The Brazilian Chamber of Deputies approved this Wednesday the 13th the Constitutional Amendment Proposal (PEC) 15/2022, the so-called “PEC de Auxílios”. The text authorizes the government to create and increase social benefits in an election year.
The PEC received favorable votes even from opposition parliamentarians, concerned about the effects of the crisis in the country. However, these parliamentarians unsuccessfully tried to remove from the text of the PEC the sections that provide for the installation of a “state of emergency”.
According to the government, the context of exception was created by the increase in fuel prices in Brazil and justifies the extra payments from the government months before the elections, which is prohibited by law. However, for opponents of the government of President Jair Bolsonaro and jurists listened to by Brasil de Fato, the state of exception can open space for other measures for electoral purposes and even authoritarian measures in a year of political turbulence.
“It is possible to expect anything from this government,” said Rodrigo Kanayama, doctor in State Law and professor at the Federal University of Paraná (UFPR). “The government has been making threats and the possibility of a rupture today is real. The state of emergency is a new card on the table. If it will be used, I don’t know.”
The jurist and professor Lênio Streck, professor at the Brazilian Academy of Constitutional Law (ABDConst), confirmed the risk pointed out by Kanayama. “If someone had asked me about the risks to democracy two years ago, I would have said they didn’t exist. Today, after this PEC, nothing would surprise me,” he said.
Streck explained that the state of emergency created by the PEC is a kind of state of exception not provided for in the Constitution currently in force in the country. The constitutional text provides only for the state of defense and the state of siege. He also describes what each of these states provides for and determines clear criteria for their implementation.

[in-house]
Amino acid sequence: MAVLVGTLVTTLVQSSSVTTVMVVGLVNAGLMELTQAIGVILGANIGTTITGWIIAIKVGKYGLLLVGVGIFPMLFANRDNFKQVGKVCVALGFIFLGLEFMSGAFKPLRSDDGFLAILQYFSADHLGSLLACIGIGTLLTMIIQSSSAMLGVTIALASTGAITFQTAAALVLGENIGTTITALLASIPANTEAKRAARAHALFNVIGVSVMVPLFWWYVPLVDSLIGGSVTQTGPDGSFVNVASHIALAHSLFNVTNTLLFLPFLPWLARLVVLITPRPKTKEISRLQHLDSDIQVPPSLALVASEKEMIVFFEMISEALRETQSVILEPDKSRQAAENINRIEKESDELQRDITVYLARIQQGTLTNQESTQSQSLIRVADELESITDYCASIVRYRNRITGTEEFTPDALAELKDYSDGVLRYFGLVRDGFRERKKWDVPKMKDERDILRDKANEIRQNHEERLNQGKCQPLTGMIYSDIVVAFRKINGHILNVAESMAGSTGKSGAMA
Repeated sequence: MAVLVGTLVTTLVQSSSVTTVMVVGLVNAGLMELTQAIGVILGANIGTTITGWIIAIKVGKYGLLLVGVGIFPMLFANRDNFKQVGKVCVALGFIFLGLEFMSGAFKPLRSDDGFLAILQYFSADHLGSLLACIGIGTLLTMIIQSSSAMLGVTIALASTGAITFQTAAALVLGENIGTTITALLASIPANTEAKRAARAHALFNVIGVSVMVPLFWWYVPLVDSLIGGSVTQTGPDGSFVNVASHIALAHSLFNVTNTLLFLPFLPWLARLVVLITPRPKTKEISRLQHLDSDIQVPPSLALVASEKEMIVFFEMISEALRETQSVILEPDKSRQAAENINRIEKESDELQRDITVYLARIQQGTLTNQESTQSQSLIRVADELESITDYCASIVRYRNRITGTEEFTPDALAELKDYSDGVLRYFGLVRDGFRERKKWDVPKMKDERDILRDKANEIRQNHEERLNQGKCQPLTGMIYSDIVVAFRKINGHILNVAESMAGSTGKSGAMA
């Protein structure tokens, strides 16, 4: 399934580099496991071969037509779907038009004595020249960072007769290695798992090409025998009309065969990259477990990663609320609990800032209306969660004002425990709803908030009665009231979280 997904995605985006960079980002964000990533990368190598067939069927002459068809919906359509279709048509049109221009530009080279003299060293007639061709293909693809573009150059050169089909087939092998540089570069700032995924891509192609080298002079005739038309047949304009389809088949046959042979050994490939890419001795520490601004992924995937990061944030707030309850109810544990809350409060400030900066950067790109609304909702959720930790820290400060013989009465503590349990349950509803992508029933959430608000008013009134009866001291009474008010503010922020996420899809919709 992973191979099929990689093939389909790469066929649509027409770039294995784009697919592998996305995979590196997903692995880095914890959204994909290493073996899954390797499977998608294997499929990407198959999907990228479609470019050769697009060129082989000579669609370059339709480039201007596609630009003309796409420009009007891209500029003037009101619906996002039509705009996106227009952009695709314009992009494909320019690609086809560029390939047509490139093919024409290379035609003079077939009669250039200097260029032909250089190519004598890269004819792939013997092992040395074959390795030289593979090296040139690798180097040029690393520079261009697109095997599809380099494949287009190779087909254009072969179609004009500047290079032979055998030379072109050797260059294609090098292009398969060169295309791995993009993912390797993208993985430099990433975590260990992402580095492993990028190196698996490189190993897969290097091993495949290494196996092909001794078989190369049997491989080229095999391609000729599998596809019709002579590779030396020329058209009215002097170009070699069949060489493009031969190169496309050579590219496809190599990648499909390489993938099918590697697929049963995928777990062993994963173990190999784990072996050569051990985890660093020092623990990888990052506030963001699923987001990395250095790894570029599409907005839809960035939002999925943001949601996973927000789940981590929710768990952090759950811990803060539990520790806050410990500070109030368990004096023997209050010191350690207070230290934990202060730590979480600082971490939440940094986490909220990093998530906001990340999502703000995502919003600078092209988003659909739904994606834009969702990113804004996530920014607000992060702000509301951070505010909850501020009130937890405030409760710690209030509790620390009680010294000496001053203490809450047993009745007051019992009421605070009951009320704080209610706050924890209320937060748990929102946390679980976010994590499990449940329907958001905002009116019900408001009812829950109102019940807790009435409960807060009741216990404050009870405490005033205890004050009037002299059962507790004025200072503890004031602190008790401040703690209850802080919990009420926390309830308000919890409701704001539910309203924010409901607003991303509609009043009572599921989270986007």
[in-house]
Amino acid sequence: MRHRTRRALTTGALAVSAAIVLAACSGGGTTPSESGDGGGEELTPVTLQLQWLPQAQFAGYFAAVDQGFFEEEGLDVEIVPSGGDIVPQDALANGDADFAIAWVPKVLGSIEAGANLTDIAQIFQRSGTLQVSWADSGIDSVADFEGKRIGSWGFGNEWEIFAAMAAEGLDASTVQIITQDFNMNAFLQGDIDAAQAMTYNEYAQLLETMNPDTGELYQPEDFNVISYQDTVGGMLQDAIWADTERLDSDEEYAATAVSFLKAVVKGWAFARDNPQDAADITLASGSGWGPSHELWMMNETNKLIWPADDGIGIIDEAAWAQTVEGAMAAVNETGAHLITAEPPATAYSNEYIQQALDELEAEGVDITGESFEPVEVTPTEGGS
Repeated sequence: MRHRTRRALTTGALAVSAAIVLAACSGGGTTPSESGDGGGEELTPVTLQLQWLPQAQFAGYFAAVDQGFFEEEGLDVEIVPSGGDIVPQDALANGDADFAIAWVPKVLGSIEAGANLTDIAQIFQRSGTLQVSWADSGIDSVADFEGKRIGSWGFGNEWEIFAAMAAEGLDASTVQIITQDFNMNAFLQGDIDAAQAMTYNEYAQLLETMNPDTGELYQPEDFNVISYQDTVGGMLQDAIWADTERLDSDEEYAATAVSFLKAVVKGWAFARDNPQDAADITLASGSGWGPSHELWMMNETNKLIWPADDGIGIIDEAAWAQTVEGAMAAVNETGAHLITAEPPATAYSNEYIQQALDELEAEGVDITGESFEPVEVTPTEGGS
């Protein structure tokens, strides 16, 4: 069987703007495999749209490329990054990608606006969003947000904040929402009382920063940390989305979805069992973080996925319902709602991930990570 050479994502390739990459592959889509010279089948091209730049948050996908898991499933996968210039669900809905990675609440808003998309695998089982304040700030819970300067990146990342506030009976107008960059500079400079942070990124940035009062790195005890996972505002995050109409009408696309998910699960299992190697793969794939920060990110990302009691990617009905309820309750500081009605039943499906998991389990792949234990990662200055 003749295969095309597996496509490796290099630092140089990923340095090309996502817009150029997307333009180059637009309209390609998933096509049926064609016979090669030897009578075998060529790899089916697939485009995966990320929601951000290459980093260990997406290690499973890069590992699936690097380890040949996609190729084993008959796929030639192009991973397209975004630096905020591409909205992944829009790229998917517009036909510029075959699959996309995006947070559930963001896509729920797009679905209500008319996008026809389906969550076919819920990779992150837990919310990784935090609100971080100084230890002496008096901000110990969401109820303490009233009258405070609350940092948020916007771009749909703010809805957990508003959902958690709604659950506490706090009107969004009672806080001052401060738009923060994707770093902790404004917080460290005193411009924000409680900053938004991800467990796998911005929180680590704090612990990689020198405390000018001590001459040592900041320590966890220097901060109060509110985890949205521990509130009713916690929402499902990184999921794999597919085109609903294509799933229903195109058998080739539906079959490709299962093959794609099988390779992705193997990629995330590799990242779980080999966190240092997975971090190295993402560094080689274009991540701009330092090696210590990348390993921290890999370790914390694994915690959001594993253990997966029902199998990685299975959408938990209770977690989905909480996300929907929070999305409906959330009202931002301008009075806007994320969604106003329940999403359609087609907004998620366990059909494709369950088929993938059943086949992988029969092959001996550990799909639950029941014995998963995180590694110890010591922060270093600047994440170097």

The state of defense, for example, can be decreed by the president after consultation with the Council of the Republic and the National Defense Council. It restricts assembly rights, telephone secrecy, and even authorizes the government to use private assets for the public interest.
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In the case of the state of emergency, since it is an unprecedented legal figure, it is not known exactly what rights it grants to the government and the president. According to the PEC, today it authorizes the payment of benefits in an election year. Included in the Constitution, however, there is the possibility that it may be invoked to justify other measures.
“The PEC text is not threatening at all,” Kanayama explained. “But by including a state of emergency in the constitution, this could be used not only as a pretext to guarantee people’s income, but also for security. I don’t know.”
Is the PEC unconstitutional?
Streck asserted that an amendment, by definition, changes the Constitution. This does not mean, however, that it will always be constitutional.
He recalled that article 16 of the Constitution establishes that the rules of an election can only be changed one year before the vote. The Aid PEC authorizes extraordinary payments months before the elections and, according to Streck, violates that article. In theory, therefore, it could be considered unconstitutional if challenged in court.
Streck also highlighted that the right to vote and individual guarantees are guaranteed in the rock-solid clauses of the Constitution, which cannot be changed. Therefore, it would be illegal to use the PEC to violate these rights.
Kanayama also believes that this PEC is legally challengeable. He stressed, however, that at this time it plays a strategic role for the government, authorizing with articles in the country’s most important law the payments that Bolsonaro wants to make.
“The PEC is a shortcut created by the government so as not to have to change other laws and resolve the issue,” he explained. “It’s easier to fight on one front in Congress. But it seems completely inappropriate to me.”
Editing: Thalita Pires and Flávia Chacon